Corazon - stairsWe had to walk up stairs made from tires and dirt (pictured on the right side of the picture above).  We spent quite a bit of time in a daisy chain, bringing materials up and down the stairs.  Much of the initial painting was done in the lower area, with the final exterior and the touch-ups completed once the house was up.  Ryan and I both spent the first few hours down below, painting the large plywood pieces and trim (used for trim all over the house, and some interior rails and steps).  We were called up late in the morning to see the walls go up, which was when it really hit us – this was actually going to be a house! That’s why we and other home builders out there should know the role of a snagging company when it comes to creating a house like this.

Corazon - walls going up

We were on track to finish before the end of the day, but there was still a lot of work ahead of us – putting up the roof (which was first priority after lunch), finishing the interior, putting up walls for the bathroom, and painting the exterior of the house.  We took our lunch break around noon, and I was so excited and ready for our rice and beans – Corazón provides the family money to buy ricCorazon - lunche and beans and, as a thank you, they cook lunch for us.  Imagine my surprise when we were presented with fish tacos topped with pico de gallo, lettuce, chipotle sauce, and salsa verde!  The family also had two types of fruit juice and cups with fresh fruit for dessert. Lunch was absolutely delicious, and if I didn’t have a lot of hard work ahead of me, I would have eaten at least two more tacos.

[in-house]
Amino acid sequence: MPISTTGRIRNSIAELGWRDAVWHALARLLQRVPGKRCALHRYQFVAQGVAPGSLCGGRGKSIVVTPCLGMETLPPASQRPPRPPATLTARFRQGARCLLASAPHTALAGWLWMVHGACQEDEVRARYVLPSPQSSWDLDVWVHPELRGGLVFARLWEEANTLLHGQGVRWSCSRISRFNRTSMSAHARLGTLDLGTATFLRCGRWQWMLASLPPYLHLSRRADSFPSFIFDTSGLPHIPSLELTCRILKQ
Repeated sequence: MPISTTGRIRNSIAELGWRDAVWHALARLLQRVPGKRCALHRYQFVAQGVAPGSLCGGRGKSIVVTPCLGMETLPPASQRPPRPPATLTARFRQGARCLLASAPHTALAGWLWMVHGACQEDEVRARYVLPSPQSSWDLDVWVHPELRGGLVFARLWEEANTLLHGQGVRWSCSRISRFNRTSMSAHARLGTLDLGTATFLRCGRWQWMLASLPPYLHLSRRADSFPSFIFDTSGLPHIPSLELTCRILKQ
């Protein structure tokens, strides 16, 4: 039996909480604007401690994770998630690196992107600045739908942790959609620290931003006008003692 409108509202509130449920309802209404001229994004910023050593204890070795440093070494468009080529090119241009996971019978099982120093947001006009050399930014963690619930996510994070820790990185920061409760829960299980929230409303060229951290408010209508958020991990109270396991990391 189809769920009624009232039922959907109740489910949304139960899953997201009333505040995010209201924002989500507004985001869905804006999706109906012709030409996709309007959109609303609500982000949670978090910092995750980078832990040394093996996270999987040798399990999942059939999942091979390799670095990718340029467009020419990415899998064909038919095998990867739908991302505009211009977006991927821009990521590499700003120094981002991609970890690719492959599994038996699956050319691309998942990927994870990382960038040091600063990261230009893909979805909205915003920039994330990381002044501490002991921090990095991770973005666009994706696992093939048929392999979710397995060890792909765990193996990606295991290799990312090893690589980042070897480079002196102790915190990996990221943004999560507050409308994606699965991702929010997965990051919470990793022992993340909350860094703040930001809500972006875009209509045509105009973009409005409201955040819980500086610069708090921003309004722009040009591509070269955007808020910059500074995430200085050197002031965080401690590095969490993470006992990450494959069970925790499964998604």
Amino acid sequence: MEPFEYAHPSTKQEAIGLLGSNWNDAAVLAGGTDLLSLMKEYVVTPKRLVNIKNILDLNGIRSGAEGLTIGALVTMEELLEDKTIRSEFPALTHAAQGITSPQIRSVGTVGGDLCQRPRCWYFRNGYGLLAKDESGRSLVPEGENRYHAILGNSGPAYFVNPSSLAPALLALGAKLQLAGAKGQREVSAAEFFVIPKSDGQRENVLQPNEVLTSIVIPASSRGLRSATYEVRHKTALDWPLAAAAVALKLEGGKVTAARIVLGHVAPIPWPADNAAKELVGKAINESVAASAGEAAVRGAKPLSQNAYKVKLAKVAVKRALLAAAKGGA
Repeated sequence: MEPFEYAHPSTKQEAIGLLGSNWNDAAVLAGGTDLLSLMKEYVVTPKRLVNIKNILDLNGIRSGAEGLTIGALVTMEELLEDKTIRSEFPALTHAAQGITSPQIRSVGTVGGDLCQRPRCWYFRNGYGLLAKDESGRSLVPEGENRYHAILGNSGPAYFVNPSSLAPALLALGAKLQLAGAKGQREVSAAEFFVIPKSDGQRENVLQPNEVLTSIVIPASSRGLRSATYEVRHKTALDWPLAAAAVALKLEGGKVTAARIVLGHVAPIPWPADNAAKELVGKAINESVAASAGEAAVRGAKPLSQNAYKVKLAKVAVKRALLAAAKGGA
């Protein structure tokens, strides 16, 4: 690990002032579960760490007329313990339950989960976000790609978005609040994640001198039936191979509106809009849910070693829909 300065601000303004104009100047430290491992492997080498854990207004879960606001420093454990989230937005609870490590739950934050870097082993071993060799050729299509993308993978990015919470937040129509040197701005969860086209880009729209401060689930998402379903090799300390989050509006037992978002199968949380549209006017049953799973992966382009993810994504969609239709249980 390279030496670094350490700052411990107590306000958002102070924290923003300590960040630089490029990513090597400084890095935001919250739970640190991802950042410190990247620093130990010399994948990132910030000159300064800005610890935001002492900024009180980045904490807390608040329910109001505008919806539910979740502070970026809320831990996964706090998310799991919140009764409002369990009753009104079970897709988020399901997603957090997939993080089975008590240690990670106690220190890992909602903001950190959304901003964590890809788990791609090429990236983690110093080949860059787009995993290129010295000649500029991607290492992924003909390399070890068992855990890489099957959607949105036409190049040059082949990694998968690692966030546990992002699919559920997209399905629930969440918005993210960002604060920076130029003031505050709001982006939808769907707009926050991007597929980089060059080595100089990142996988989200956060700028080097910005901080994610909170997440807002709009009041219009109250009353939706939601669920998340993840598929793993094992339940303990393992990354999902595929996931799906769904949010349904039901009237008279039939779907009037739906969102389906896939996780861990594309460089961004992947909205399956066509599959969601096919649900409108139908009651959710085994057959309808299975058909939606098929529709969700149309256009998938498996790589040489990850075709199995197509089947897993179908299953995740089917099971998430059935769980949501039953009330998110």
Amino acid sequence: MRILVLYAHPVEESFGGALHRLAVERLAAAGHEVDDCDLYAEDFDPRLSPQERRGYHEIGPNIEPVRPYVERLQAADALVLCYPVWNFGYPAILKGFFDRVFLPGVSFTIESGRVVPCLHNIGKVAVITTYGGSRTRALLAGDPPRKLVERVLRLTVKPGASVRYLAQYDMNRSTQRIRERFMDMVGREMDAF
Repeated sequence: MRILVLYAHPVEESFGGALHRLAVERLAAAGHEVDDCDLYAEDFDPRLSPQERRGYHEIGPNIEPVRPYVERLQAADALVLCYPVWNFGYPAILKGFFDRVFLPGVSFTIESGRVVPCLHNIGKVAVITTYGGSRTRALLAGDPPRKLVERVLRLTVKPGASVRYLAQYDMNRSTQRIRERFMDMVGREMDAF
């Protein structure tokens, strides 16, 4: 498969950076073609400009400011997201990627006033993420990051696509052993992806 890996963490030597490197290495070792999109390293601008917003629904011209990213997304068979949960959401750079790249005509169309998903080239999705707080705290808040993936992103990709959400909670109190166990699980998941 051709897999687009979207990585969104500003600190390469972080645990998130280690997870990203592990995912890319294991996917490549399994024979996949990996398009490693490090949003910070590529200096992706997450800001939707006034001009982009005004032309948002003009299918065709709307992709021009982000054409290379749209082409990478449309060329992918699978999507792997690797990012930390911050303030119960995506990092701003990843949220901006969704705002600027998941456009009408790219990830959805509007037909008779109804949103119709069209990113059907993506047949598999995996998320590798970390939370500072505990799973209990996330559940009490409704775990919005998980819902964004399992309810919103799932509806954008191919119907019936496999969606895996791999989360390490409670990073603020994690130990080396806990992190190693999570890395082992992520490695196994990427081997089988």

The second half of the day was absolutely harder for me.  I decided that I actually wanted to use the hammer I brought (and bought specifically for this trip), so I volunteered to get up onto the roof after vetting out roofing companies effectively.  The roof frame had been built before lunch, but it had to be carried and pulled up onto the top of the house (there were two pieces, to make the A-frame).  This is where you really need a lot of people helping.  Even once it was up on the roof, there were several people who had to hold up one side, while some of us started nailing it to the top of the house.  With at least 15 people on top of the house, both sides of the frame seemed to be stable in no time at all, but there was a lot of extra nailing that had to be done to make sure the roof would stay secure during wind storms.